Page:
Our bodies take an immense amount of beating on a day-to-day basis. The environment is full of toxins that affect our cells. From ambient radiation to the food we eat, these toxins sometimes have a direct effect on our cells and the DNA that lies within them. So how is our DNA protected from these external stresses? This question formed the basis of my PhD work!
It turns out that within our cells there are proteins that serve as the guardian angels of the DNA. The proteins, known as DNA repair proteins, are able to sense and repair any damage they encounter in the DNA. Their functions are extremely specialized and the protein workload is astonishingly distributed to eventually repair the damaged DNA lesions. Damage sensors first sense the damaged DNA. They then recruit adaptors, which serve as platforms for the effectors. The effectors are mostly enzymes, which degrade the damage and replenish the site with good DNA.
The repair of a damaged site is not dissimilar to the repair of say a railway track, or a damaged building! The damage is sensed by the maintenance guys and then eventually repaired by workers specialized in replacing specific components of the site.
During my thesis, I worked on an adaptor protein very similar to its more famous counter parts BRCA1 and BRCA2. BRCA1 and BRCA2 are key proteins implicated in breast cancer. This family of proteins contains a signature region, which allows them to build a scaffold around the site of damage. This scaffold serves as a solid platform that can then be used by the effector proteins to repair the site. It is indeed quite remarkable that all this is going on inside our cells!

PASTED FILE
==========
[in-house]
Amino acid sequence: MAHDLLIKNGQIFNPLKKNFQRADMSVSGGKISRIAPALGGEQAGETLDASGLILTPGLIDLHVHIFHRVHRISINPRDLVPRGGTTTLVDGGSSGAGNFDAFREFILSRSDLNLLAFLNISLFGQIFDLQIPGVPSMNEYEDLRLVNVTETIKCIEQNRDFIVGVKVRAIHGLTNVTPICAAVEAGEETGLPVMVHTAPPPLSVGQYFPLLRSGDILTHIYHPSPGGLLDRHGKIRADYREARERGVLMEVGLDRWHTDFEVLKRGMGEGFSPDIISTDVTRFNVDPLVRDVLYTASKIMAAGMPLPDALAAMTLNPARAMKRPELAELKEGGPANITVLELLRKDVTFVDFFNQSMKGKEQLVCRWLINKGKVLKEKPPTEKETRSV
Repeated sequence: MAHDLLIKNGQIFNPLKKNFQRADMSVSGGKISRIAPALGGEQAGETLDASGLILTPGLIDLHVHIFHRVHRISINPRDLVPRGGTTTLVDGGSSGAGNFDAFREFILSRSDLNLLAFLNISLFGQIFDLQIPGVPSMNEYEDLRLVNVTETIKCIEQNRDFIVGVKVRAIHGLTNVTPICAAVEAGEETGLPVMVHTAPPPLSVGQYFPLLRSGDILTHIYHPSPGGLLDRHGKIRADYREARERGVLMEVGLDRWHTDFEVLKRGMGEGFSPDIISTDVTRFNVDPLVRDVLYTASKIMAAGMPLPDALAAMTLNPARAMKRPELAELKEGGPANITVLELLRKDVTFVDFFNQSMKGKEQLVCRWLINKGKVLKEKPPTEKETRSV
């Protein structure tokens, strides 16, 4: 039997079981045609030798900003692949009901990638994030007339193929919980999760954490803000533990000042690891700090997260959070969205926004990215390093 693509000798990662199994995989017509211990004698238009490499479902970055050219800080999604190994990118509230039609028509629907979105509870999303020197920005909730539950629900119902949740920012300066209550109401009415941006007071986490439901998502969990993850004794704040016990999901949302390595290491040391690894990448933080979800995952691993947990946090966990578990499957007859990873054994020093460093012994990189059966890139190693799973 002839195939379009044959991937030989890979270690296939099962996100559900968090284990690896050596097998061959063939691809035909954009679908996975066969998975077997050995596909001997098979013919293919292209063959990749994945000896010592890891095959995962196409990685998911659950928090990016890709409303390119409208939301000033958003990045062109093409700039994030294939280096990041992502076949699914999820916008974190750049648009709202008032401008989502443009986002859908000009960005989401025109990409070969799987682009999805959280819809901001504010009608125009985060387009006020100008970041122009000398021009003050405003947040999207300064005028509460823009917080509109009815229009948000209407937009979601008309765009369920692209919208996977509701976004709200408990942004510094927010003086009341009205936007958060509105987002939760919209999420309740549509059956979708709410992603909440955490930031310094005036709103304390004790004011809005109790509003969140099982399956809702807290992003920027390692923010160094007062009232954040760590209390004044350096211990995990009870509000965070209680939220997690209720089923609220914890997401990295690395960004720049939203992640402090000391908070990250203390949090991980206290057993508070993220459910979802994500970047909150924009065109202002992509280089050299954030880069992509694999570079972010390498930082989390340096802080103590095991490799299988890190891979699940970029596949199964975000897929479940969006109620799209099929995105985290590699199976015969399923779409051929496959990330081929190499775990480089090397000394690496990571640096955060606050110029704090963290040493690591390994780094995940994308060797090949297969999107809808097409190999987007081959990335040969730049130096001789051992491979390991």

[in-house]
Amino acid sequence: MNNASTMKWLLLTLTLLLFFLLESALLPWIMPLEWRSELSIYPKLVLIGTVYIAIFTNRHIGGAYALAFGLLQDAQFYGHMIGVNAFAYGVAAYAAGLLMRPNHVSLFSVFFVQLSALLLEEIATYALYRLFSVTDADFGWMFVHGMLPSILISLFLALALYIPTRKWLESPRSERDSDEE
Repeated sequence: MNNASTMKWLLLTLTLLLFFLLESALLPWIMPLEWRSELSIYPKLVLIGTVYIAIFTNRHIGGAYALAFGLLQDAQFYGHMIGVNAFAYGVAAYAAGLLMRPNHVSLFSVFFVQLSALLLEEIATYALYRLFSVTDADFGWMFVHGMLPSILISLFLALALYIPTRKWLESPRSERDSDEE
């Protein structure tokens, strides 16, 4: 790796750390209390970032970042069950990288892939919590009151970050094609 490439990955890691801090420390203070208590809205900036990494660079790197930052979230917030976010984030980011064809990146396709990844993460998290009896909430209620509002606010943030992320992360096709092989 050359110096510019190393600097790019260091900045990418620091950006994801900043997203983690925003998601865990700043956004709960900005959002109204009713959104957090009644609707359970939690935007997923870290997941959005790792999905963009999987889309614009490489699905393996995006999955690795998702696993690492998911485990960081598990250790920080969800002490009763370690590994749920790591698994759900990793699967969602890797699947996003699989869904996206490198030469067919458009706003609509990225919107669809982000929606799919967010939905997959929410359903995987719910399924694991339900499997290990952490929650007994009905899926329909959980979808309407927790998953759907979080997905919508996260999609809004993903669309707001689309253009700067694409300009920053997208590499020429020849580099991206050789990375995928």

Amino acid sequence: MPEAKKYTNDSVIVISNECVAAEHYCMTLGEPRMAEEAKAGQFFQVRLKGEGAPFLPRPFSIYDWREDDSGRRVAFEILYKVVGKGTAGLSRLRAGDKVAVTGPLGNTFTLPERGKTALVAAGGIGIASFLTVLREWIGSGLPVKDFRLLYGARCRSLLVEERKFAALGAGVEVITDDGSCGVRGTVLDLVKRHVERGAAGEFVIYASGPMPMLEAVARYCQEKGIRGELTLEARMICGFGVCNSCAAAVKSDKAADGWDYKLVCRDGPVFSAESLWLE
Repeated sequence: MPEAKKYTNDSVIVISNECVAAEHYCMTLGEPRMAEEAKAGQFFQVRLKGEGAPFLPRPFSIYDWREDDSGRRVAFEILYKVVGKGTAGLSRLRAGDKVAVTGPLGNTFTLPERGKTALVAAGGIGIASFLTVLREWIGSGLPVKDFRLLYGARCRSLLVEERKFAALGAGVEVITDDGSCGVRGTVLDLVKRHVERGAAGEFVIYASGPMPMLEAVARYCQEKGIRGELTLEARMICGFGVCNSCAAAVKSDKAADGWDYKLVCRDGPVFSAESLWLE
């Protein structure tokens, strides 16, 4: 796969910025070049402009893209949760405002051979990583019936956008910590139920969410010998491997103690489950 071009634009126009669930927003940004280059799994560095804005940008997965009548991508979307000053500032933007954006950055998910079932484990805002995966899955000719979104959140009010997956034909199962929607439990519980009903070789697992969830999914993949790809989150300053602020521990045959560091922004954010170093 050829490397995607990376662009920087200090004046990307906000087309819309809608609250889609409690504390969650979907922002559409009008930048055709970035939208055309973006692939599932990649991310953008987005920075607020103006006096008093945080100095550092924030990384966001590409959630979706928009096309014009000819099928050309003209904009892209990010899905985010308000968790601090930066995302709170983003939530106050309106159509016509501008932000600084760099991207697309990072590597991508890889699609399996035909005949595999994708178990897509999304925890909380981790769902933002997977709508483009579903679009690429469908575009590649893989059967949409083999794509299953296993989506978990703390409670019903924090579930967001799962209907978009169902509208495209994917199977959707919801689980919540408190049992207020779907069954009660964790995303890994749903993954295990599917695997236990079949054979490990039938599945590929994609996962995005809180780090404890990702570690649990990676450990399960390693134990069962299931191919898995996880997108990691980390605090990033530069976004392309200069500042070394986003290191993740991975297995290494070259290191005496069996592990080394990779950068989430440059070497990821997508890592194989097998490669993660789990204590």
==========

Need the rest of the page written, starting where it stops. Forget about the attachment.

But how does this really work?
Take a scenario where a building’s caught fire. The fire alarms sense it the fire, which then brings the fire brigade to the site. Once the fire has been contained, calls are made to the construction workers who build the scaffolds and rebuild the structure, after which the plumbers, electricians and so on eventually work together to repair the building. In cells, these signals are transmitted from protein to protein by subtle biochemical modifications.
In my case, I was able to figure out that a sensor protein could transmit a signal to an adaptor protein by tagging it with a phosphate group. These DNA repairmen use this kind of signal commonly. What the phosphate group does is increase the negative charge of the protein, thereby allowing it to change its structure. In some cases, this turns a protein on and in some cases it turns it off! It’s a simple mechanism that works extremely efficiently.
In this case, I found out that the negative charge turns my protein on and allows it to move to the vicinity of the damaged site, where it serves as a platform for the effectors! I was able to show that in the absence of this guy, cells were unable to repair these damaged sites.
You can’t really repair a building without a scaffold!
- Ullal P1, Vilella-Mitjana F, Jarmuz A, Aragón L. Rtt107 phosphorylation promotes localisation to DNA double-stranded breaks (DSBs) and recombinational repair between sister chromatids. PLoS One. 2011;6(5):e20152. PMID: 21647453.